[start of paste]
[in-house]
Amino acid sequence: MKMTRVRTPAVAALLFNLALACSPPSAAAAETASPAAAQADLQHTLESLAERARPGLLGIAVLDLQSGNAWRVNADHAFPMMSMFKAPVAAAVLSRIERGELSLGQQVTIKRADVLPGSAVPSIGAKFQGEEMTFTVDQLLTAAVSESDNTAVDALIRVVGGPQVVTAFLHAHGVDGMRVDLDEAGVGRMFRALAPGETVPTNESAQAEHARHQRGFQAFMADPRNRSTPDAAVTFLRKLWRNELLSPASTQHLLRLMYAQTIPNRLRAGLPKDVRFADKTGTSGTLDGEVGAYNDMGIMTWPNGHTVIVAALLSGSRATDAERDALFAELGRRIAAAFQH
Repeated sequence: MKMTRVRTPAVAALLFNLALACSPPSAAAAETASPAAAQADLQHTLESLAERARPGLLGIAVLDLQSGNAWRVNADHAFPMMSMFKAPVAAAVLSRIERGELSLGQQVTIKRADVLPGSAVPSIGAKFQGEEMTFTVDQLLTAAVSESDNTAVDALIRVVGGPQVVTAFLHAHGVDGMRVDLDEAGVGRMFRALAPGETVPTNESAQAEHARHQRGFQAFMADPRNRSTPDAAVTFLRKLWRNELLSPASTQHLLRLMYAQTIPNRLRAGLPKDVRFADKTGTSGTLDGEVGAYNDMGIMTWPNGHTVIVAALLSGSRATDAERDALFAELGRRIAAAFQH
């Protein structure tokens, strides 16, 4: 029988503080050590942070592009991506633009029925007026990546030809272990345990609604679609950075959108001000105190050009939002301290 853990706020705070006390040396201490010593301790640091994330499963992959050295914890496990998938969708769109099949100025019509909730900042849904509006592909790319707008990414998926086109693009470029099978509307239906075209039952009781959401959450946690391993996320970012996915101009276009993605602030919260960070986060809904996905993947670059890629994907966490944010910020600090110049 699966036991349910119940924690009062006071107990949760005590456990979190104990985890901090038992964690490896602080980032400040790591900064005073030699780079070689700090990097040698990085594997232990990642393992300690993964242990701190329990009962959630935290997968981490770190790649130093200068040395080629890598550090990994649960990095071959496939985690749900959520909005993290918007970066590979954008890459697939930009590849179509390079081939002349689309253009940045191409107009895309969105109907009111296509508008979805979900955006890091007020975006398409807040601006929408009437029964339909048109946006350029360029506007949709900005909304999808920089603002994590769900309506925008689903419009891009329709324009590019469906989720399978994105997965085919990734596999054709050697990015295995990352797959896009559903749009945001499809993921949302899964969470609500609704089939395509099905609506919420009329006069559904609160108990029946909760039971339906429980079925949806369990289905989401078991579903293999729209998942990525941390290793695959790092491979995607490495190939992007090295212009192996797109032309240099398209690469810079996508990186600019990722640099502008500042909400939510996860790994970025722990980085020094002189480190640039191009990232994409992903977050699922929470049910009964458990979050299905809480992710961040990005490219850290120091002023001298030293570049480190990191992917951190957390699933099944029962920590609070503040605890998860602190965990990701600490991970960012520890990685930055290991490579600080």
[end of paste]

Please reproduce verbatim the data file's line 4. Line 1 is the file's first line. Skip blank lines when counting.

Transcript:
């Protein structure tokens, strides 16, 4: 029988503080050590942070592009991506633009029925007026990546030809272990345990609604679609950075959108001000105190050009939002301290 853990706020705070006390040396201490010593301790640091994330499963992959050295914890496990998938969708769109099949100025019509909730900042849904509006592909790319707008990414998926086109693009470029099978509307239906075209039952009781959401959450946690391993996320970012996915101009276009993605602030919260960070986060809904996905993947670059890629994907966490944010910020600090110049 699966036991349910119940924690009062006071107990949760005590456990979190104990985890901090038992964690490896602080980032400040790591900064005073030699780079070689700090990097040698990085594997232990990642393992300690993964242990701190329990009962959630935290997968981490770190790649130093200068040395080629890598550090990994649960990095071959496939985690749900959520909005993290918007970066590979954008890459697939930009590849179509390079081939002349689309253009940045191409107009895309969105109907009111296509508008979805979900955006890091007020975006398409807040601006929408009437029964339909048109946006350029360029506007949709900005909304999808920089603002994590769900309506925008689903419009891009329709324009590019469906989720399978994105997965085919990734596999054709050697990015295995990352797959896009559903749009945001499809993921949302899964969470609500609704089939395509099905609506919420009329006069559904609160108990029946909760039971339906429980079925949806369990289905989401078991579903293999729209998942990525941390290793695959790092491979995607490495190939992007090295212009192996797109032309240099398209690469810079996508990186600019990722640099502008500042909400939510996860790994970025722990980085020094002189480190640039191009990232994409992903977050699922929470049910009964458990979050299905809480992710961040990005490219850290120091002023001298030293570049480190990191992917951190957390699933099944029962920590609070503040605890998860602190965990990701600490991970960012520890990685930055290991490579600080």